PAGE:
A cat’s microchip can be felt, it is usually located between their shoulder blades and feels like a large grain of rice.
However, the microchip can move around under the skin and it can sometimes be difficult to locate.
This is particularly true if the cat is overweight or the microchip has moved.
If you’re ever concerned, a vet can use a scanner to locate the microchip.
What Does A Cat’s Microchip Feel Like?
The best way to describe how a cat’s microchip feels is to liken it to a large grain of rice.
The chip is hard and small, it’s so small that cats are unlikely to know it is there at all.
If you pick up a grain of rice this will give you the best idea of how the microchip feels.
The microchip is actually slightly bigger than a grain of rice but it is the same approximate shape and hardness.
To give you a better idea of the size, compared to a grain of rice, the microchip is around 30% bigger.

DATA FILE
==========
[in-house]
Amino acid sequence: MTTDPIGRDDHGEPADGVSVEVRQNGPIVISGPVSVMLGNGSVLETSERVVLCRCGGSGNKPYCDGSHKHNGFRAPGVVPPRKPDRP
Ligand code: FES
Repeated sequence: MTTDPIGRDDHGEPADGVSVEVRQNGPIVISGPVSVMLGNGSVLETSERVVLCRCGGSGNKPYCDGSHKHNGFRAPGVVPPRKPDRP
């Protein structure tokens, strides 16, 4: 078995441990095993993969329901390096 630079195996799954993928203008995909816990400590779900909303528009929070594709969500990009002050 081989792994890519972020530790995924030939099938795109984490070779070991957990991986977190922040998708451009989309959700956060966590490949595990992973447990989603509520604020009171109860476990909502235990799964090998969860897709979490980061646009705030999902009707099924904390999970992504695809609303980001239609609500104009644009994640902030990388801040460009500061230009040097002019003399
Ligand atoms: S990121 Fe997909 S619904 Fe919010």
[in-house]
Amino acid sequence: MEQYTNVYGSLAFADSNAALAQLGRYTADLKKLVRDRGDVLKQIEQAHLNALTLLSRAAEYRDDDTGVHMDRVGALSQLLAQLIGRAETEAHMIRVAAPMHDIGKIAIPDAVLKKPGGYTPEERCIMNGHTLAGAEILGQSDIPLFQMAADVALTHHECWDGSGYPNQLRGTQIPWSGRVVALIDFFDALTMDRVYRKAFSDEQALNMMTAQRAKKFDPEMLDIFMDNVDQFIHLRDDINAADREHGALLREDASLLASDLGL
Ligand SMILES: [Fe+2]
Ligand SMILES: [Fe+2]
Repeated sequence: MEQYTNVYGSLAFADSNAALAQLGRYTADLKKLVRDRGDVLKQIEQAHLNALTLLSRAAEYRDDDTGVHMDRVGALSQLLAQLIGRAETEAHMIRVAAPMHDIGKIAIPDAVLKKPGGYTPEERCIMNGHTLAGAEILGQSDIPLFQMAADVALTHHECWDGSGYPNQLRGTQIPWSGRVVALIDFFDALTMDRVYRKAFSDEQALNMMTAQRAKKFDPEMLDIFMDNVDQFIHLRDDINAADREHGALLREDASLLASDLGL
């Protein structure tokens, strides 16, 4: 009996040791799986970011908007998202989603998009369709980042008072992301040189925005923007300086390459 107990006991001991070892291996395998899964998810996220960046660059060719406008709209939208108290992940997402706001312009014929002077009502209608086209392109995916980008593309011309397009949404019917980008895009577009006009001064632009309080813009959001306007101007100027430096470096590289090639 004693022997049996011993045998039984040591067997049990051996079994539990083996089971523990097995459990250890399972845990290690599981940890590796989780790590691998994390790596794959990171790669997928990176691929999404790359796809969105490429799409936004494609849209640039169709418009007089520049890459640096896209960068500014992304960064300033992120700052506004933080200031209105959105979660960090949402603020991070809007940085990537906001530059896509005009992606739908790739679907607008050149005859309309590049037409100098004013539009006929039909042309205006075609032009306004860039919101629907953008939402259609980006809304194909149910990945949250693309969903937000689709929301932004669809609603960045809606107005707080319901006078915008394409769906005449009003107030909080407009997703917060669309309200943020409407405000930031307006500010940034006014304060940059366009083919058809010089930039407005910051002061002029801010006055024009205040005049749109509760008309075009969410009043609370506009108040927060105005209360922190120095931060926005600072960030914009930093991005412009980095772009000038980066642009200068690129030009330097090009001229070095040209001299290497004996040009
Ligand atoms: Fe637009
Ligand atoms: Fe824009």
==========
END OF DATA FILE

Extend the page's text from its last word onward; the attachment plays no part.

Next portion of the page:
Standard pet microchips are 1-3cm in length and 2mm in diameter.
Where Are Microchips Usually Put In A Cat?
The microchip is positioned beneath the skin behind a cat’s neck in between their shoulder blades. This is the same for dogs too.
As the microchip is only skin deep it can be felt relatively easily once you know what you are feeling for.
Usually, the microchip will stay in the location it was inserted but sometimes it can move around slightly.
If you cannot feel the microchip, a vet will be able to use the microchip scanner to locate it.
How To Find Your Cat’s Microchip
The quickest and easiest way to locate a microchip is by using a microchip scanner.
This is what a vet uses to locate the microchip without needing to manually feel for it.
The benefit of scanning the microchip is that you can find the location of the chip, check it is scanning properly, and ensure the information on the database is up to date.
If you want to find your cat’s microchip manually just to check where it is and how it feels, follow the steps below:
1. Pick Up Or Stroke Your Cat
First, you need to get into a comfortable position where you can feel the cat’s neck without upsetting them.
If your cat is relaxed they may be happy for you to sit next to them stroking them.
However, you may find it easier to pick up your cat or place them on your lap while you stroke them.
The good thing about the microchip is that it is located behind the neck which is a common spot for giving cats scratches and attention.